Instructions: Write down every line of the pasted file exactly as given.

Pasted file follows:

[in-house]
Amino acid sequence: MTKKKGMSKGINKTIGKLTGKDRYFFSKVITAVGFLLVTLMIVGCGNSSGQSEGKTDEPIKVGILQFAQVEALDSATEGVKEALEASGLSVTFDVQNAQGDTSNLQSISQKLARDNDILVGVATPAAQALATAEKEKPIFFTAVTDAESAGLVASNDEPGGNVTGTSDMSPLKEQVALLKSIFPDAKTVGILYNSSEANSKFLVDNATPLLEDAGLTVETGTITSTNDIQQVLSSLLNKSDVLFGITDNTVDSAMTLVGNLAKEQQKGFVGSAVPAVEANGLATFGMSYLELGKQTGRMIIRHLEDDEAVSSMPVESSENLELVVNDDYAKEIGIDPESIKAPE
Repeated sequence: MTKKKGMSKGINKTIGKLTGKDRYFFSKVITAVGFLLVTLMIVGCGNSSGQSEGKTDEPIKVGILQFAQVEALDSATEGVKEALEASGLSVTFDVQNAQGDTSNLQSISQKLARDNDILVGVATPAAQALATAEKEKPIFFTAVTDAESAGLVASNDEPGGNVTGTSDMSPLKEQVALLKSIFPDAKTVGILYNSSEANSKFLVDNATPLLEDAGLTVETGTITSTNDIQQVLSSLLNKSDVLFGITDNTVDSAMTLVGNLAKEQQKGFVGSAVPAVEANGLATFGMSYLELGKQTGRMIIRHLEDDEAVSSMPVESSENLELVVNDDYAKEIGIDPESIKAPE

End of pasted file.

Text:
[in-house]
Amino acid sequence: MTKKKGMSKGINKTIGKLTGKDRYFFSKVITAVGFLLVTLMIVGCGNSSGQSEGKTDEPIKVGILQFAQVEALDSATEGVKEALEASGLSVTFDVQNAQGDTSNLQSISQKLARDNDILVGVATPAAQALATAEKEKPIFFTAVTDAESAGLVASNDEPGGNVTGTSDMSPLKEQVALLKSIFPDAKTVGILYNSSEANSKFLVDNATPLLEDAGLTVETGTITSTNDIQQVLSSLLNKSDVLFGITDNTVDSAMTLVGNLAKEQQKGFVGSAVPAVEANGLATFGMSYLELGKQTGRMIIRHLEDDEAVSSMPVESSENLELVVNDDYAKEIGIDPESIKAPE
Repeated sequence: MTKKKGMSKGINKTIGKLTGKDRYFFSKVITAVGFLLVTLMIVGCGNSSGQSEGKTDEPIKVGILQFAQVEALDSATEGVKEALEASGLSVTFDVQNAQGDTSNLQSISQKLARDNDILVGVATPAAQALATAEKEKPIFFTAVTDAESAGLVASNDEPGGNVTGTSDMSPLKEQVALLKSIFPDAKTVGILYNSSEANSKFLVDNATPLLEDAGLTVETGTITSTNDIQQVLSSLLNKSDVLFGITDNTVDSAMTLVGNLAKEQQKGFVGSAVPAVEANGLATFGMSYLELGKQTGRMIIRHLEDDEAVSSMPVESSENLELVVNDDYAKEIGIDPESIKAPE